Compassion makes a difference.

It’s important — and not only for the past, but for the present and future, as well. With my changed perceptions, my updated perspective, I can be free to move forward in life with a different way of thinking about things. I’m no longer “the loser who couldn’t figure anything out”. I’m “the resourceful, persistent person who never quit trying”. I’m not the former “waste of space”. I had as much right to exist as the next person, and I learned to contribute as best I could.

And I’ve been thinking a lot about contribution, lately. How important it is to really help make the world a better place by our choices, our words, our actions. I’m not talking about being some pie-in-the-sky lightweight who’s always spouting some sort of inspirational stuff. I’m talking about making the hard choices to keep positive, even in the face of adversity — to appreciate just how much everybody is dealing with, each and every day, and help them get through it all by staying positive and constructive.

We all have our struggles. That much is clear. And for me, staying stuck in my own difficulties is a sure recipe for misery. For myself, and for others. But when I get out of my own head and focus on others and look for ways to help, everything changes. For them, and for me.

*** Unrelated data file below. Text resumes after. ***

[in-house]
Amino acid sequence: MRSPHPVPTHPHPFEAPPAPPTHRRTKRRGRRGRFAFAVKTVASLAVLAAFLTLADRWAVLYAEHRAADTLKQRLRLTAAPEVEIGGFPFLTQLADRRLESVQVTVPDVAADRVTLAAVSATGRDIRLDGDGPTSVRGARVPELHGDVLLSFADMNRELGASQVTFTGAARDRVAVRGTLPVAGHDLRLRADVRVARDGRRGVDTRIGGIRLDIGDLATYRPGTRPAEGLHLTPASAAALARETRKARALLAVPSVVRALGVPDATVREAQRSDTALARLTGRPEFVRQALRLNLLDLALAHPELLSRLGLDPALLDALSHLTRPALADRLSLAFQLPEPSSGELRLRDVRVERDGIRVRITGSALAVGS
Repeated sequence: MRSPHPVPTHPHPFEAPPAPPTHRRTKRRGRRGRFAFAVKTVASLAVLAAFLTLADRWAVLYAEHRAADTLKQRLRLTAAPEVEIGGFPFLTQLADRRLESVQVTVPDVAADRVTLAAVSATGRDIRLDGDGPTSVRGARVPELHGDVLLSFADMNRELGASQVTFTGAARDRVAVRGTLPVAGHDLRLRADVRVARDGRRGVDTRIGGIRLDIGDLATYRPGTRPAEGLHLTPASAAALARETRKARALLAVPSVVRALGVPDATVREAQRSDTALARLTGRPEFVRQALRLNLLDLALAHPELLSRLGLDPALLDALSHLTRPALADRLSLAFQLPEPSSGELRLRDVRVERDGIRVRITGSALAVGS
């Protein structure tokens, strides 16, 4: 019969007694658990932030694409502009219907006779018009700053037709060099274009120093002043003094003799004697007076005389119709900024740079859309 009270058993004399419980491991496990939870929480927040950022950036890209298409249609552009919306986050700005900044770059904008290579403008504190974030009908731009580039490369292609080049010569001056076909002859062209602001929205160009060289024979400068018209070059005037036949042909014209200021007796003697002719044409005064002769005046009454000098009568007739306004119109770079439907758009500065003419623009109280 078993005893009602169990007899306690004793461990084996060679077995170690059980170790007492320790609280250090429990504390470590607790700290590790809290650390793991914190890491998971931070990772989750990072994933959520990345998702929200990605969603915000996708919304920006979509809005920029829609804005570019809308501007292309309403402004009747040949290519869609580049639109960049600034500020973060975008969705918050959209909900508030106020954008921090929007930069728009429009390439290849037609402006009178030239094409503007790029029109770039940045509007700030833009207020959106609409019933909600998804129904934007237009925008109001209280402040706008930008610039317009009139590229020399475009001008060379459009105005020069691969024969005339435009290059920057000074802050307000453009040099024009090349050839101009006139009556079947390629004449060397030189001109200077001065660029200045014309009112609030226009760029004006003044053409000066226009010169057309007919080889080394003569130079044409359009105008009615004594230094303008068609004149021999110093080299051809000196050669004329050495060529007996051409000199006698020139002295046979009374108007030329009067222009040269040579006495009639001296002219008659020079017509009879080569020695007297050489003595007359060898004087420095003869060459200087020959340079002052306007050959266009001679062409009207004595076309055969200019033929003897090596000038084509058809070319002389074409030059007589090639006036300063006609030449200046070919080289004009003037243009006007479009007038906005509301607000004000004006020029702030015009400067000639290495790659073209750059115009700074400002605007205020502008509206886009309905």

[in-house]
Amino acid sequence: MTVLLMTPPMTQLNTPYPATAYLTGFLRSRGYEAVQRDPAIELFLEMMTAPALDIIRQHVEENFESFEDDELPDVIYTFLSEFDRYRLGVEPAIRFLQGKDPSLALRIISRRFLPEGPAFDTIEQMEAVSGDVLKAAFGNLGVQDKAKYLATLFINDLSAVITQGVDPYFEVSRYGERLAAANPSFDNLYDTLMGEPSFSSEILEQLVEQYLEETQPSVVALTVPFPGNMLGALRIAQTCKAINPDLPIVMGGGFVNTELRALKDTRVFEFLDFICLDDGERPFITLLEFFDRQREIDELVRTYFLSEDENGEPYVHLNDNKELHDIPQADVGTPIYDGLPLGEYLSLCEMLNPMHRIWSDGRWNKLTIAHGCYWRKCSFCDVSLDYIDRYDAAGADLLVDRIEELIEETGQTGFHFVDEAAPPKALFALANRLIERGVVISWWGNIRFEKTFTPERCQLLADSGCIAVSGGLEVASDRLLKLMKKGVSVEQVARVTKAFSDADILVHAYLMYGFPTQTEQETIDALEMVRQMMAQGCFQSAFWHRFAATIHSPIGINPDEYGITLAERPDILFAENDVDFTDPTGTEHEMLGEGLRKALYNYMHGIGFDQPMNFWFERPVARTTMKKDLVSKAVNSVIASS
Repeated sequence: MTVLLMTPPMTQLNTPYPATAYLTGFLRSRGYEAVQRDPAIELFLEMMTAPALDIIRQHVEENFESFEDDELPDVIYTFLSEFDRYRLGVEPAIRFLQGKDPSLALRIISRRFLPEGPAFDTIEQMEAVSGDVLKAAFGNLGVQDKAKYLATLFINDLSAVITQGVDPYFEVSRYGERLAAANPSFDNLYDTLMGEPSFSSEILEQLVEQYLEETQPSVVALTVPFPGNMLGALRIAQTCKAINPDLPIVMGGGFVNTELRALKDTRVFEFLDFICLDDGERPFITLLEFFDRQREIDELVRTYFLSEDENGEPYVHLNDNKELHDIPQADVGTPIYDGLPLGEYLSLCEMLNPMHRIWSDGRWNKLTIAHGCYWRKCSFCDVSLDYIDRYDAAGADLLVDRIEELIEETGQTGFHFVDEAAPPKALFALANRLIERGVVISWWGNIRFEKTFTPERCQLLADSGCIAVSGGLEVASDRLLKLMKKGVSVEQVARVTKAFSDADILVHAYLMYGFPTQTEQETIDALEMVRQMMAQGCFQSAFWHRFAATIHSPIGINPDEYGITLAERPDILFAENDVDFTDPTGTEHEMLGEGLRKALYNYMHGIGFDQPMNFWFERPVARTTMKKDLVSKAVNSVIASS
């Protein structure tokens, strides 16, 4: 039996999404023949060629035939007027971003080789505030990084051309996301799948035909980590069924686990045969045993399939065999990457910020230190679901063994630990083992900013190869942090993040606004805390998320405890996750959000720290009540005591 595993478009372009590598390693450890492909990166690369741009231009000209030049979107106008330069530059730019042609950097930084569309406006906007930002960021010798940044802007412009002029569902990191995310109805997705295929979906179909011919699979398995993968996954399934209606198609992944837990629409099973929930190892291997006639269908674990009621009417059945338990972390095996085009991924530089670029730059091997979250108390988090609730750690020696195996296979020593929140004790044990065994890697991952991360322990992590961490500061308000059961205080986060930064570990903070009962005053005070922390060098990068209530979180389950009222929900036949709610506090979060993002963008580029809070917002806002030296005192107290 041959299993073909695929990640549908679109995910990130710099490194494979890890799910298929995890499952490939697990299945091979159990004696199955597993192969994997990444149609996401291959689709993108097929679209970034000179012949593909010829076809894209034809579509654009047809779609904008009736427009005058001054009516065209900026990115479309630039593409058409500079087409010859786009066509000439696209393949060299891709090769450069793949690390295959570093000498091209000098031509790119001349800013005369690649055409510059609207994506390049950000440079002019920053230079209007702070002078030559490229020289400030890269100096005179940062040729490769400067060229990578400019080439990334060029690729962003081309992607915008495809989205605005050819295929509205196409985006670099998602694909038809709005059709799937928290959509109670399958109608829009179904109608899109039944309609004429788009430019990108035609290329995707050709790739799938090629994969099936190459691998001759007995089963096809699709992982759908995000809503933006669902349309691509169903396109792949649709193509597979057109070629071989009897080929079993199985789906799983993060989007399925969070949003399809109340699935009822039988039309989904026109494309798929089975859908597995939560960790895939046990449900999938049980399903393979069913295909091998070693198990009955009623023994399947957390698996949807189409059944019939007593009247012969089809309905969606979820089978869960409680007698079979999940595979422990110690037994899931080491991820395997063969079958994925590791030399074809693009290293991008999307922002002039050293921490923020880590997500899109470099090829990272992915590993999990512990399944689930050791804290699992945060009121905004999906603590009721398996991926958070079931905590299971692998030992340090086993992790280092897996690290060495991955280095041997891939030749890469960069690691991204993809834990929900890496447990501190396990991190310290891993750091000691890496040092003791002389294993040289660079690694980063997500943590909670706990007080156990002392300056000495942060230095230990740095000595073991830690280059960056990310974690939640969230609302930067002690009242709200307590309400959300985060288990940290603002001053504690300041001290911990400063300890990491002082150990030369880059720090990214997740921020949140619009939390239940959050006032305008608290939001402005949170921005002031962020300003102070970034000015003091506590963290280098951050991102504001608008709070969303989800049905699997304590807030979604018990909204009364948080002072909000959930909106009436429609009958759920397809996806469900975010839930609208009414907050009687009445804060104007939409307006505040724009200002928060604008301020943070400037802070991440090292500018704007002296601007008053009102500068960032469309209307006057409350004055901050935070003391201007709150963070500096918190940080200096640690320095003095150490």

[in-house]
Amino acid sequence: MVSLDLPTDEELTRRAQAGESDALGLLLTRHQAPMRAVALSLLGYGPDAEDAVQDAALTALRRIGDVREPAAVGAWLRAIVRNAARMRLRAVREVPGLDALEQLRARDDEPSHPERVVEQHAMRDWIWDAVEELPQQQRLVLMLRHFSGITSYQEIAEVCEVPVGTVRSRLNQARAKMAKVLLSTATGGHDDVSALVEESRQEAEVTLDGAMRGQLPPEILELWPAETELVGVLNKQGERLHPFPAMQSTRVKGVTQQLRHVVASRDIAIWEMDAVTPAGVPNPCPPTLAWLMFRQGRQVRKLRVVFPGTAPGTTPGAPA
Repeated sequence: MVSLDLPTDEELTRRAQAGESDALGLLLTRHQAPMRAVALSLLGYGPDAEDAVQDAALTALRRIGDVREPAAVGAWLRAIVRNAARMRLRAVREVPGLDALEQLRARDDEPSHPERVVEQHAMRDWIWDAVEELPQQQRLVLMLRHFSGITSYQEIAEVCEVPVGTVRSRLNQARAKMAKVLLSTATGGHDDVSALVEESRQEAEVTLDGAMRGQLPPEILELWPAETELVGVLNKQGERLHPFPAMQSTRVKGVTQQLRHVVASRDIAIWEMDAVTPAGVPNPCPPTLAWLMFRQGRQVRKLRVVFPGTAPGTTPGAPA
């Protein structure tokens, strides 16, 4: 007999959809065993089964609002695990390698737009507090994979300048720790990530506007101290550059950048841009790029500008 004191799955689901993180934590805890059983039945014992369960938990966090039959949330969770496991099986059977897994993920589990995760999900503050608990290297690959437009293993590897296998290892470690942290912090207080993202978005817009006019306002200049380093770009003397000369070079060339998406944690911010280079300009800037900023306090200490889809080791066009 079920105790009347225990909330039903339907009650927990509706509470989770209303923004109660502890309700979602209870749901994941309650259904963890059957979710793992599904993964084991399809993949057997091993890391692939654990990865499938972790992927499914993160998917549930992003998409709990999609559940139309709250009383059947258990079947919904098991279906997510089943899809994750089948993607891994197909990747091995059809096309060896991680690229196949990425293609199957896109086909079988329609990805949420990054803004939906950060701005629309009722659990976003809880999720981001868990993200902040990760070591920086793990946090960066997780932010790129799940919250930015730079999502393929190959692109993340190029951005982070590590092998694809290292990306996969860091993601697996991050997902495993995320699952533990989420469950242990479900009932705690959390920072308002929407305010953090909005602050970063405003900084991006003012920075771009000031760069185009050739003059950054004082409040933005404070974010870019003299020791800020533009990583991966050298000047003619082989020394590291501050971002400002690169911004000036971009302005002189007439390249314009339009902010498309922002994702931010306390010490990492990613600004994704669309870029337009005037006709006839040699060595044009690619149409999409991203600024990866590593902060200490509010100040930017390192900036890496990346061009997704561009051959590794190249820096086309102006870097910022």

That’s another thing that’s made this past week particularly good. I’ve been focusing on others, putting myself in others’ shoes, thinking about them and their situation, and doing my best to be supportive, even if I have no idea what’s causing someone to do the things they’re doing. That makes work so much easier — not because the job we’re doing is any less complicated, but because it gets the people stuff in order, and when you build from there, everything else finds a way to work itself out.

Oh, one other thing I found that’s helping — laughing, instead of cursing. Even if I don’t feel like laughing, I’ve been training myself to let out a little laugh, when I get frustrated or everything is completely messed up. Make no mistake… there’s a lot of stuff I’m dealing with that’s messed up. And it’s definitely curse-worthy. But if I make myself laugh just a little bit, that changes how things feel. And it lifts my mood considerably.

So, that’s good.

I plan to keep doing it — just embrace the absurdity of it all.